RUGGLES, TIMOTHY. (1711–1795). Loyalist. Born in Rochester, Massachusetts, on 20 October 1711, Ruggles graduated from Harvard in 1732, setting up his legal practice in Plymouth the following year. Ruggles served numerous terms in the assembly from Plymouth, Sandwich, and Hardwick and was the assembly speaker in1762. A militia colonel at the start of the Seven Years' War, he raised a regiment for Sir William Johnson's unsuccessful expedition against Crown Point in 1755 and then again in the failed effort to relieve Fort William Henry in 1757. Promoted to brigadier general in 1758, he commanded the right wing of the army during General James Abercromby's doomed attack on Fort Ticonderoga. In 1760 he finally took part in a successful military action, leading American troops in the Montreal campaign. Named to the Worcester County court of common pleas in 1757, he became its chief justice in 1762.
In the political conflicts leading up the Revolution, Ruggles consistently sided with the royal governors of Massachusetts, Francis Bernard and Thomas Hutchinson. Elected to the Stamp Act Congress of 1765, over whose deliberations he presided, he refused to sign its petition to the king and walked out, earning a reprimand from the Massachusetts assembly. In 1768 Ruggles was the only member of the assembly to vote against the nonimportation agreement and was one of the notorious seventeen representatives who voted to rescind the assembly's Circular Letter. By 1771 Ruggles's hometown of Hardwick was so deeply polarized that it was unable to decide on delegates to the assembly and sent no one. That polarization reached into his family, as his brother Benjamin adamantly supported the Patriot cause and threatened his brother with death if he continued to support the crown. Three of Ruggles's sons were Loyalists, but his wife and four daughters stood with the Patriots. In 1774, while Ruggles was away serving on the Mandamus Council, his house was plundered, the crowd apparently led by Benjamin Ruggles. Timothy Ruggles responded by raising a company of Loyalists to protect each others' property, and he told General Thomas Gage that he was prepared to raise a regiment of Loyalists. Gage's refusal infuriated Ruggles, who sat out the siege of Boston and was evacuated to Halifax when the British abandoned the city in March 1776. Joining General William Howe's army, Ruggles was given command of the Staten Island garrison, but Howe also rebuffed his offers to recruit a regiment. He spent the rest of the war trying to convince the British, who tended to hold the Loyalists in contempt, to allow him to raise and lead Loyalist troops until he left New York City in 1783 for Nova Scotia. The government rewarded his services with a large pension and five thousand pounds to cover his loses during the war. (Ruggles claimed twenty thousand pounds in losses.) He died in Wilmot, Nova Scotia, on 4 August 1795.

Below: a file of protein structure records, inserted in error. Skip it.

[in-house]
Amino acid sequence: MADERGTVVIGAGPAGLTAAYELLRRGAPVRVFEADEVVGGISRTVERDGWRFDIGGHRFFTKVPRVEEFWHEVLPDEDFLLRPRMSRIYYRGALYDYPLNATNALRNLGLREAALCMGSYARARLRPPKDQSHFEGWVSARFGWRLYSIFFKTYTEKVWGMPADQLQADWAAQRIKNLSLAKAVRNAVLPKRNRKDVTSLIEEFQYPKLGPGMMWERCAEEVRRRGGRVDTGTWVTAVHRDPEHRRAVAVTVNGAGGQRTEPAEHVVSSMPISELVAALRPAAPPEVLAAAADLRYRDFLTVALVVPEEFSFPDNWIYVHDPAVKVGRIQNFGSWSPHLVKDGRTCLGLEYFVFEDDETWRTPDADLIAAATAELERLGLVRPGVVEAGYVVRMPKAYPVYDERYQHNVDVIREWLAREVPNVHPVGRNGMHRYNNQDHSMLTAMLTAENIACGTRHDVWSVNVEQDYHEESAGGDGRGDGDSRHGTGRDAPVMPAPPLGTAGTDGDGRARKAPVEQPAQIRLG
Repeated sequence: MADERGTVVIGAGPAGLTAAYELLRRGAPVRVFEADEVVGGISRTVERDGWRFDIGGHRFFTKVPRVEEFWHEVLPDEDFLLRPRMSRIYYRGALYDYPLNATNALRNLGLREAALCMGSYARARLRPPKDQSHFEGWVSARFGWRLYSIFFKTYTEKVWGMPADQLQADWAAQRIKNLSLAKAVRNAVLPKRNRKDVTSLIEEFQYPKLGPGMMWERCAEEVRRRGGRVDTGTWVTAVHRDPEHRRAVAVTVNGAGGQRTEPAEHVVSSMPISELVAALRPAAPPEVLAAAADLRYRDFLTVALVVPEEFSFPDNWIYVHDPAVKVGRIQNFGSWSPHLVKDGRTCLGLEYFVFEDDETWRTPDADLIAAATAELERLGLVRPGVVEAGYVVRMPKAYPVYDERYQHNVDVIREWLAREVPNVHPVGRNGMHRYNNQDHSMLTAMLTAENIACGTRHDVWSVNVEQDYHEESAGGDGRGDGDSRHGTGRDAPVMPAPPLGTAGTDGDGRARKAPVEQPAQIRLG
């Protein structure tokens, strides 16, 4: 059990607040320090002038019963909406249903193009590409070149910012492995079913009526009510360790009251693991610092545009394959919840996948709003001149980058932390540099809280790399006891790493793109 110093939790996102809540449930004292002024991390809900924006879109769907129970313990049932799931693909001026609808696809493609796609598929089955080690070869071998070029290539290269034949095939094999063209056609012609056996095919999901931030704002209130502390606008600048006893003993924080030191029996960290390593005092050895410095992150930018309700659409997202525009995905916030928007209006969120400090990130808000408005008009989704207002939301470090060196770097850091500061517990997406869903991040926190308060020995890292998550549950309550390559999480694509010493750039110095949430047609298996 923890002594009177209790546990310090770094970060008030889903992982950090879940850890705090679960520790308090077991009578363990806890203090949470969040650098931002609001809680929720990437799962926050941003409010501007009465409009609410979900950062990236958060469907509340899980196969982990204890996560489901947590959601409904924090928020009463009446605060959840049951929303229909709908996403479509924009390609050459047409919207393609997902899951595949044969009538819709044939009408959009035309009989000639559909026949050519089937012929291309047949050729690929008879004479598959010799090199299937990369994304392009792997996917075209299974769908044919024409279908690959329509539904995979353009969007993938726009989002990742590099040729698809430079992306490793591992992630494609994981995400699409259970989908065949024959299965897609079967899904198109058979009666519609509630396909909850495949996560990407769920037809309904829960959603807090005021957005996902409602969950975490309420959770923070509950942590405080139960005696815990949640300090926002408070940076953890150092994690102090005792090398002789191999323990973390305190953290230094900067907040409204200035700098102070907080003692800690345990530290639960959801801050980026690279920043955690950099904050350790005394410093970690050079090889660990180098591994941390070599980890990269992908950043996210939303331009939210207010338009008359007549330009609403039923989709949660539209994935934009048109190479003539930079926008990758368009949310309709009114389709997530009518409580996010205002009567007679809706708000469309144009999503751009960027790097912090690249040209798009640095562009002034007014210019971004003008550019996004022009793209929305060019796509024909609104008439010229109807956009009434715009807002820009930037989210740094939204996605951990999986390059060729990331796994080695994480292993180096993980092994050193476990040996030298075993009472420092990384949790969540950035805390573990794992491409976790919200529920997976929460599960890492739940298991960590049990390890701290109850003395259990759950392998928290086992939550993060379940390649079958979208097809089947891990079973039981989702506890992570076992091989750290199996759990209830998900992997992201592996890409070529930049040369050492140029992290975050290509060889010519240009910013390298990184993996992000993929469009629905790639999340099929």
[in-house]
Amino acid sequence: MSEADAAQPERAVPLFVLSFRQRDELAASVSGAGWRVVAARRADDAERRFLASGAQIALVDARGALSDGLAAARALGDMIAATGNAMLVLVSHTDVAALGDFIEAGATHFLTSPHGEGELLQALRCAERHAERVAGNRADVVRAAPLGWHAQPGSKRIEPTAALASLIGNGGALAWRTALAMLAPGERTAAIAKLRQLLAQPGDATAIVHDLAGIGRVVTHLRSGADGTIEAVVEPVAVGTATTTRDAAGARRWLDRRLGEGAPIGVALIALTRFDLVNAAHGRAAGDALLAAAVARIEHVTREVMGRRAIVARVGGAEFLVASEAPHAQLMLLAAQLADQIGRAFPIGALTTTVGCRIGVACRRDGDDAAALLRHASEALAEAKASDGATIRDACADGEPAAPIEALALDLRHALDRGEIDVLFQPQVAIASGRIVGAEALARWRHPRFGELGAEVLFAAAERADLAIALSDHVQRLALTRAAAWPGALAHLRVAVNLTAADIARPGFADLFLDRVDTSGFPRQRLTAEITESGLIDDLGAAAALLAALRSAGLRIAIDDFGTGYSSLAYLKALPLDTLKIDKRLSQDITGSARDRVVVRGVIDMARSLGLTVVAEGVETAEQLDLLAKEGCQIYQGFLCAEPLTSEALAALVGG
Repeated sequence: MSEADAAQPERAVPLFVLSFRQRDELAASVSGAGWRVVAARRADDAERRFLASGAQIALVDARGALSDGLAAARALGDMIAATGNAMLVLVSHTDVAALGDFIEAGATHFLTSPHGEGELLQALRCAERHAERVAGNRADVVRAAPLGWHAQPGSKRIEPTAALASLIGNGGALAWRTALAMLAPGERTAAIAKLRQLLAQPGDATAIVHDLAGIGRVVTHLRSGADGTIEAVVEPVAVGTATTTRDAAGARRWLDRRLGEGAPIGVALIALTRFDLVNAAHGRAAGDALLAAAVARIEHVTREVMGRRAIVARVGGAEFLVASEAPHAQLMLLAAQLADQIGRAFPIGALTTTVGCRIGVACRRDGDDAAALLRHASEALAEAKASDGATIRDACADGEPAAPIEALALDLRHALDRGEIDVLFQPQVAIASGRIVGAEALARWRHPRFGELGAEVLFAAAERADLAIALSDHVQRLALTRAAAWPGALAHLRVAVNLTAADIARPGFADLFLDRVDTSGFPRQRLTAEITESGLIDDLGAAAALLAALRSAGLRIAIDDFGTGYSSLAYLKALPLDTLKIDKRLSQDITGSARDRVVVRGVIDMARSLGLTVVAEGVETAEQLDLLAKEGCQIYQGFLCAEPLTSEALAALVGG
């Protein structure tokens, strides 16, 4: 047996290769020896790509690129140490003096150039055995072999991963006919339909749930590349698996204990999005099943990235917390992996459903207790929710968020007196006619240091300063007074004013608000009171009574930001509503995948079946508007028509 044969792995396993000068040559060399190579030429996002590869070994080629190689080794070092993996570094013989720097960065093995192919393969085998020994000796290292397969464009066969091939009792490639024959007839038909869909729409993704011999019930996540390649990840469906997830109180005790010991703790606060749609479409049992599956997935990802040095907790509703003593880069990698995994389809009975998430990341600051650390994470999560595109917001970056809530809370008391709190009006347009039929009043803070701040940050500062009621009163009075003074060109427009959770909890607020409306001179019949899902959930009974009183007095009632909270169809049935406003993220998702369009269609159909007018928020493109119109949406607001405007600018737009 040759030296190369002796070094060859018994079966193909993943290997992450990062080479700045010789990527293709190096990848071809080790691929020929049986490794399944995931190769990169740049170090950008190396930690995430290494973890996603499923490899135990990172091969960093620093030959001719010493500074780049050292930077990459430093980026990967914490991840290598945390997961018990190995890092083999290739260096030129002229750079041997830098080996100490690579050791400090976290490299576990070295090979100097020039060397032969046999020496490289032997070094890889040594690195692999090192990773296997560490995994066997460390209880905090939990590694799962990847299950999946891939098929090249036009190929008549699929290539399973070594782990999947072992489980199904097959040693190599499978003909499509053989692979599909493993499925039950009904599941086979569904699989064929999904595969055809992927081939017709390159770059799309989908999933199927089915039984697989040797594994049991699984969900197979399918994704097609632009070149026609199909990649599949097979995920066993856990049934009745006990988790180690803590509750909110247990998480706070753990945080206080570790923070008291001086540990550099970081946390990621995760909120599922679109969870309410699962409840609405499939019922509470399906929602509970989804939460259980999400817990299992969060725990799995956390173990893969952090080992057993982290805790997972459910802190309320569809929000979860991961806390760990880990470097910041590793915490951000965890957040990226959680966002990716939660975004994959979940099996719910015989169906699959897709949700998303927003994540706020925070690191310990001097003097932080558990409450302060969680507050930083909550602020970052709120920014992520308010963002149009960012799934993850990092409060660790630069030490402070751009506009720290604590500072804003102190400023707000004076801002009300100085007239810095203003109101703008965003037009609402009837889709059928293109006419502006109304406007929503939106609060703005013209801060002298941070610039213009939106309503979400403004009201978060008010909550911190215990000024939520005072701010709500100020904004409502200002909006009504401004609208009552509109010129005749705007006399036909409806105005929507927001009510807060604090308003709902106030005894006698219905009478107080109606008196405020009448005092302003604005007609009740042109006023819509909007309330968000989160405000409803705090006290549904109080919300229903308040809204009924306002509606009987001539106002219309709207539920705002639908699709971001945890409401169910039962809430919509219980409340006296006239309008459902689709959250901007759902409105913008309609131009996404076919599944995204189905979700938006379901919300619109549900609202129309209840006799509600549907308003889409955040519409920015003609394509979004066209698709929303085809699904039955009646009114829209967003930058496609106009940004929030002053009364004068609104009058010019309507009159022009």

Ruggles, Henry Stoddard. General Timothy Ruggles, 1711–1795. Wakefield, Mass.: privately printed, 1897.